Cox Communications, which has operations in New England and Virginia in the path of the storm, is also keeping a close eye on Sandy.
“Cox Communications continues preparations to ensure that we are able to fully meet the needs of our business and residential customers during and after Hurricane Sandy,” the company said on its web site. “Our Business Continuity Plan has been implemented. This plan guides the company during emergency situations such as hurricanes.”
Cox closed its Virginia Beach Cox Solutions Store at 5 p.m. on Oct. 28 to prepare for the storm, but said that other stores, if operational, throughout its affected service area will open in the event of significant power outages to provide the community with access to WiFi and the ability to charge mobile devices such as cell phones, tablets or laptop computers.
“We are continuing to closely monitor the weather situation so that we may respond appropriately when the time comes,” the company continued. “We are fully staffed with Cox field technicians and maintenance crews. We have built flexibility into our plans and will adjust them based on the strength and severity of the storm. We also have additional operational crews on stand-by, ready to execute our recovery plan following the storm.”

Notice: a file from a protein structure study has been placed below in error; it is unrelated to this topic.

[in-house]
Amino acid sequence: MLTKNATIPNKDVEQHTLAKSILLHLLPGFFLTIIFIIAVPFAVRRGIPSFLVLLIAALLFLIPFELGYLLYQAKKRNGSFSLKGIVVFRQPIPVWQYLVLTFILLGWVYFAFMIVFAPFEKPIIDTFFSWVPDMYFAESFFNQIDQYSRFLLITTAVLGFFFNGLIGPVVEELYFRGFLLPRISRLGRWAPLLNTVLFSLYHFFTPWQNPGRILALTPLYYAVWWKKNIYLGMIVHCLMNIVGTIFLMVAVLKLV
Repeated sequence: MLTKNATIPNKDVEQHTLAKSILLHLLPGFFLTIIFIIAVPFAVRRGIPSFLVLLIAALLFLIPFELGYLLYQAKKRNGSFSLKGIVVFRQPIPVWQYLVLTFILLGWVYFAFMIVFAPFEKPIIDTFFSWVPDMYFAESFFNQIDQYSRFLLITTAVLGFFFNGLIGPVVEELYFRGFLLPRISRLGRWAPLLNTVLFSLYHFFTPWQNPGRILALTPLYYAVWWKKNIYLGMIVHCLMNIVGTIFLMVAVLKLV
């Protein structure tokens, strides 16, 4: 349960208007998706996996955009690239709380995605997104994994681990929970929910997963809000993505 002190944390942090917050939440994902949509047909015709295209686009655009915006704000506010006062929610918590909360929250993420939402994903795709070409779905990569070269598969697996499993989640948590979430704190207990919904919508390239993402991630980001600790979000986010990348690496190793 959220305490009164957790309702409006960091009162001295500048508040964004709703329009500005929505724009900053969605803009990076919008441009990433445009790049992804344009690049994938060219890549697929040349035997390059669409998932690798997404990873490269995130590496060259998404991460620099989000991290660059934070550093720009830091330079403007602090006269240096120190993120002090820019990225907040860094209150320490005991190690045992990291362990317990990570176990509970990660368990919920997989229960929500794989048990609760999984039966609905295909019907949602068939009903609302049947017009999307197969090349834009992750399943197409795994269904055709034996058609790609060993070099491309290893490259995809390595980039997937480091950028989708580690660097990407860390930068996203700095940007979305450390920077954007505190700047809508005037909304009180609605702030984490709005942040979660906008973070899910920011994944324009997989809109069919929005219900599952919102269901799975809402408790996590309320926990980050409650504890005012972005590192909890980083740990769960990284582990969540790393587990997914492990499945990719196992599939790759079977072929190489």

Like other operators in the affected areas, Cox warned that the MSO’s ability to restore service is tied to the restoration of electric service in the affected area.
“We also partner with numerous emergency management agencies for our recovery efforts,” Cox said on its Web site. “As a result of this storm, there likely will be outages and we want to alert customers now to Cox’s recovery response plan and process. We ask for patience and cooperation as we work to ensure the safest and most effective operations before and after the storm event.”
Time Warner Cable, which has more than 1 million customers in the New York metro area, preparation for the storm began early last week.
“We have a series of emergency management and business continuity plans, which have been activated to ensure that we do three things. First and foremost we want to ensure the safety of our employees. Second we want to provide any assistance we can to emergency management personnel in affected communities. Finally, we are prepared to begin making any necessary repairs to our network as soon as it is safe to do so,” said spokesman Alex Dudley in an e-mail message. “Communication with customers began late last week via email, our website and blog, and will continue throughout the storm as necessary. Call centers are staffed in anticipation on higher than usual volume, and contingencies to roll calls to unaffected areas are in place.”
Dudley noted that TWC has a long history of dealing effectively with weather related issues and believes its teams are as prepared as they can be.